>between each crank bigend journal. The difference between the 3 numbers is
>probably in the area of 0.5 thou/inch or so.
>You need to install the pistons with their correct rod-bearing caps in the
>order you removed them.
>
>
>Jason
>

I'm aware of the numbering for both the rod and main bearings. Honda
also uses a numbering/color mark to indicate the bearing to get the
best oil clearance. I've rebuilt a number of Honda engines but not
many Toyotas. I don't know if they still use the same system , but
older Hondas used a color for the rod bore clearance and a number for
the crank clearance.
I have run into so many numbers on this engine and I'm wondering what
they are all for.

There is a number and a letter on the con rod and cap on one side ,
this number refers to the bearing size .Don't know what the letter
stands for.
The other side has a number that crosses the gap between the rod and
cap....(half the number on the cap , half on the rod).All the numbers
and letters have been stamped with a hand held die.
Again , the numbers I'm in question about are cast into place on the
bottom of the rod caps. These are numbered 1-4 .
The local Toyota dealer couldn't tell me what they mean ???

Incidentally , I had checked for proper oil clearance and that was OK.

Thanks a bunch for your help guys.
Much appreciated.

Ken Day
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Old 19 Mar 2005, 08:19 am   #5 (permalink)
Daniel
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Default Re: Interesting question for one of you technicians

http://autos.groups.yahoo.com/group/Toyotas_Only/

This question should be posted at the Yahoo group.
You need to join, but there is no charge.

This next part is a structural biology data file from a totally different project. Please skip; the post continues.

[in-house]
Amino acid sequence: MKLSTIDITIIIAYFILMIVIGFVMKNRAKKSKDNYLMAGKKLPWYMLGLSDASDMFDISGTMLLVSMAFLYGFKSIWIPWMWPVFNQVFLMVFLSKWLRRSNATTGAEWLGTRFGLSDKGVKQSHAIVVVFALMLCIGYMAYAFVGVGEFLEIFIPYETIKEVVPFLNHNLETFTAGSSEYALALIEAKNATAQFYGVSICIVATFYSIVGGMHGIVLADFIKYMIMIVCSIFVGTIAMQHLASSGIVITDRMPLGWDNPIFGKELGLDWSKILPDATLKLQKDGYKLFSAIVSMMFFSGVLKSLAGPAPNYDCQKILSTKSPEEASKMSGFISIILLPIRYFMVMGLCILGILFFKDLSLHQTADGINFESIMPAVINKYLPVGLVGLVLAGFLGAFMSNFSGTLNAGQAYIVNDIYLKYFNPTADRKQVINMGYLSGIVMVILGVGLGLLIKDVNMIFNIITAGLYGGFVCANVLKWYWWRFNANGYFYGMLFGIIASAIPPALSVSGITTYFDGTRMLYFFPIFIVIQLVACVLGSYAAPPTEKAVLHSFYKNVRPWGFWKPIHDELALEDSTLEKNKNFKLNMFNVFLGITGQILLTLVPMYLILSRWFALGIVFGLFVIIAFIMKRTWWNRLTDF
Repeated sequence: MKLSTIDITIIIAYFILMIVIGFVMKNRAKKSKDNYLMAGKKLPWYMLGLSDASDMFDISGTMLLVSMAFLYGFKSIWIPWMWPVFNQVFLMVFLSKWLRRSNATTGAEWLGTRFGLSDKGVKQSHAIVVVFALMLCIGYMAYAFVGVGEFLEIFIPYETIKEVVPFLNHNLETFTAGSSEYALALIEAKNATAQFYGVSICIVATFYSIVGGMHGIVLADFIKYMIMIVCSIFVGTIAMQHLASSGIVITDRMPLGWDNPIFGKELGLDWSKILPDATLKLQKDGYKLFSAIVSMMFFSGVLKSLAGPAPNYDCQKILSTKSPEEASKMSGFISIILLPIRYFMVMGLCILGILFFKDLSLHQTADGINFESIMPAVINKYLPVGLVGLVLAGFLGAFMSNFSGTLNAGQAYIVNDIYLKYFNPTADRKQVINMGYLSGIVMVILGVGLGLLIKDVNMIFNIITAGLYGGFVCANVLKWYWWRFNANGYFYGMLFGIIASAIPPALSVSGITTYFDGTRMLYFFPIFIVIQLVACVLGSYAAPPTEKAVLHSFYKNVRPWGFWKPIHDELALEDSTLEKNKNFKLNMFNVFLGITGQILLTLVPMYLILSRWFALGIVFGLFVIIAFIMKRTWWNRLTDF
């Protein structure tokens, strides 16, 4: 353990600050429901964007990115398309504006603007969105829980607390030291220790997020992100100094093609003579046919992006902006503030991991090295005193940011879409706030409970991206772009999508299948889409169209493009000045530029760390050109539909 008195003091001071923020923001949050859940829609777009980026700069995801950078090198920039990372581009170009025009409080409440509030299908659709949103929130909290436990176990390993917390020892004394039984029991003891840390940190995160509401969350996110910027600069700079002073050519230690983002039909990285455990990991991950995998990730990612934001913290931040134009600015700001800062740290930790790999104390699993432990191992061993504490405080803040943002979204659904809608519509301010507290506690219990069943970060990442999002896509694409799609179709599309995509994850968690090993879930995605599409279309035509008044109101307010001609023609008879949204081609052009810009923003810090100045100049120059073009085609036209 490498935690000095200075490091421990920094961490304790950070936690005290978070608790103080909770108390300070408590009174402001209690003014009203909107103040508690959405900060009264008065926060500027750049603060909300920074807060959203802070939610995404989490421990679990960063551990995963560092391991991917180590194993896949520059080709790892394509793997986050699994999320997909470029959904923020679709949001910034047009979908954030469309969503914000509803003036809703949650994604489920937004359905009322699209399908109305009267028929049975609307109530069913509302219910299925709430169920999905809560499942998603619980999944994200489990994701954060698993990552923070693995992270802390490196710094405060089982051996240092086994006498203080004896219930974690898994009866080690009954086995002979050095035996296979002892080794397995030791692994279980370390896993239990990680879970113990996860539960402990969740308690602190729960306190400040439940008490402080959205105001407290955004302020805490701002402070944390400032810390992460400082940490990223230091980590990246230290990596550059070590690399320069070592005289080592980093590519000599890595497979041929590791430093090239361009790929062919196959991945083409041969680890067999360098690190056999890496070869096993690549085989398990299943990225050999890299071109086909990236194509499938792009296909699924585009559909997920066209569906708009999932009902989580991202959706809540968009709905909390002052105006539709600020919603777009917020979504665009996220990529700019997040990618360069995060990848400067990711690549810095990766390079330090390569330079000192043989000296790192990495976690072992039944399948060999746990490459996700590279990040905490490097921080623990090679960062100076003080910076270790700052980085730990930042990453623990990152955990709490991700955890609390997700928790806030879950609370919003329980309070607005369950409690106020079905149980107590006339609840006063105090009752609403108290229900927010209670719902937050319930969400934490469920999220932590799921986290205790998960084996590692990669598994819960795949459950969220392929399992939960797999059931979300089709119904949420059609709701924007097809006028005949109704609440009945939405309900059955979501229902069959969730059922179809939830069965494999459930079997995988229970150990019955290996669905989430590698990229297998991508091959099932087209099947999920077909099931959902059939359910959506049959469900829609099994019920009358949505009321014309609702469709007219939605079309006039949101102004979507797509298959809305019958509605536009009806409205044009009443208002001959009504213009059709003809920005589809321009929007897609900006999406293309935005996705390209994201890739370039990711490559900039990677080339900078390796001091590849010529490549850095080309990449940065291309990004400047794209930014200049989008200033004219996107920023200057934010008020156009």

Peopled by a couple of master technicians with many years of
experience.
Learned some invaluable tips there for replacing the timing belt
(remove crank pulley before engine support brace to improve access to
bolts), and tips on installing the oil pan sealer around the rear main
bearing (go very close to the edge of the pan to avoid leaks).
That's the kind of advice you're looking for.

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Old 19 Mar 2005, 01:22 pm   #6 (permalink)
Jason James
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Default Re: Interesting question for one of you technicians


"Ken Day" <kd1942@aol.com> wrote in message
news:1epn311hrd7ie78re2c1m544kulqtrlf2r@4ax.com...
> On Sat, 19 Mar 2005 07:35:49 +1100, "Jason James"
> <vellicet@bigpond.com> wrote:
> >

> I'm aware of the numbering for both the rod and main bearings. Honda
> also uses a numbering/color mark to indicate the bearing to get the
> best oil clearance. I've rebuilt a number of Honda engines but not
> many Toyotas. I don't know if they still use the same system , but
> older Hondas used a color for the rod bore clearance and a number for
> the crank clearance.
> I have run into so many numbers on this engine and I'm wondering what
> they are all for.
>
> There is a number and a letter on the con rod and cap on one side ,
> this number refers to the bearing size .Don't know what the letter
> stands for.
> The other side has a number that crosses the gap between the rod and
> cap....(half the number on the cap , half on the rod).All the numbers